The first 90 minutes of a visit are crucial to arouse the buyer's interest since it will be this first impression that will help define the buying decision.
With the purpose of valuing properties, the concept of Home Staging was created in 1972 by the American Barb Schwarz, which is nothing more than a set of techniques that make the property more attractive to the greatest number of potential buyers, either by investing in a new paint job or in decorating with small changes that make the difference in the eyes of buyers.
Types of HomeStaging
There are several types of home staging, one of them is directed at empty properties where furniture and decorative pieces are placed to help the buyer visualize the disposition of the furniture. This is important for the buyer because only about 10% of clients can visualize what can be done in an empty space.
In the case of partial transformations, strategic decisions are made that offer a new look to the property such as minor repairs, cleaning, reorganizing the space, and depersonalizing it.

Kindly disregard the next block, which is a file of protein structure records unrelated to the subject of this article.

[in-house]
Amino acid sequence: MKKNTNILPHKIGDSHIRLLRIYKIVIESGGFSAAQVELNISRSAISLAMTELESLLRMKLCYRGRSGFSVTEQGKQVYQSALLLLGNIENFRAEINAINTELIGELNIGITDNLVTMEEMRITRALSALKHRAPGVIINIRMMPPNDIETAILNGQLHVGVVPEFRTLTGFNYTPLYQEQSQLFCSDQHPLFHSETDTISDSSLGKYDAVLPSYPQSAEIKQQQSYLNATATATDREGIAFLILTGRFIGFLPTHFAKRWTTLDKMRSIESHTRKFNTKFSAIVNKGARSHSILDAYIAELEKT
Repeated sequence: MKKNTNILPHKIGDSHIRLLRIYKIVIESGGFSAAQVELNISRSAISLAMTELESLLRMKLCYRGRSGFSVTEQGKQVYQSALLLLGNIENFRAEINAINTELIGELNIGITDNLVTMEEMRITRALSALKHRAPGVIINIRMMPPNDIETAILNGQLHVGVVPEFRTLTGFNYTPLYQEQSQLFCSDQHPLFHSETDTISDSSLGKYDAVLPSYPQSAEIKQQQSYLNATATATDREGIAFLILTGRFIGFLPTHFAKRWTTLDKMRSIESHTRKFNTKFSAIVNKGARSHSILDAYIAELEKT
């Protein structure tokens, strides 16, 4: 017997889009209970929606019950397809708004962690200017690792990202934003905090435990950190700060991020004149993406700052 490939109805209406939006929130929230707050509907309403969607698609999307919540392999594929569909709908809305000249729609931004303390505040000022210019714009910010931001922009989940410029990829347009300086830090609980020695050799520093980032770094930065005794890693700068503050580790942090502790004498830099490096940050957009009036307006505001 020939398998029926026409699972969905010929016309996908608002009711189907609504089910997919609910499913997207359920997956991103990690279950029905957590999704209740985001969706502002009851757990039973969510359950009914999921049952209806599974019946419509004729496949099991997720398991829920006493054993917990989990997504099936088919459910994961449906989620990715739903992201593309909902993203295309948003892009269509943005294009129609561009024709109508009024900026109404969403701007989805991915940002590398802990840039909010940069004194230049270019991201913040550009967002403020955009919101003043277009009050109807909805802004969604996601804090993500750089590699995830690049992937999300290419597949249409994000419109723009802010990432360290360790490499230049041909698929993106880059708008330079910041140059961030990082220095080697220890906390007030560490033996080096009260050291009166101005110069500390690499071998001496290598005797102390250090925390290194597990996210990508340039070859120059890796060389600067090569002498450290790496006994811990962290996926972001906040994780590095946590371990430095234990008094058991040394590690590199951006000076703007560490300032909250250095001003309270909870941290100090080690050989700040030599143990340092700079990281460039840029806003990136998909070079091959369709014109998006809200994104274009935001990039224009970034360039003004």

Sometimes there is a significant investment for improvements but that may pay off with higher buyer demand than results in trading more briefly.
Home Staging Tips
-Cleanliness and Order
When you receive the client or the real estate photography team, check the organization of the cabinets and shelves, as well as the cleanliness of the property.
Also, remove excess objects on desks and tables.
These are small differences, but if not do they give the property an aged look.
The goal is to make the buyer feel at home, and for this, it is recommended to remove personal photos, references to political parties or sports clubs.
Also, remove toys and pet beds.
Remove overly large furniture, and create a circulation space for the customer by removing obstacles near balconies and windows.
- Small Repairs
Loose tiles or fused light bulbs can create the feeling that the customer will cost more to repair after the purchase and may make a lower offer than they are expecting.
Less is more
This is the golden rule for making space appear larger and more fluid. Bet on neutral tones and details that enhance your property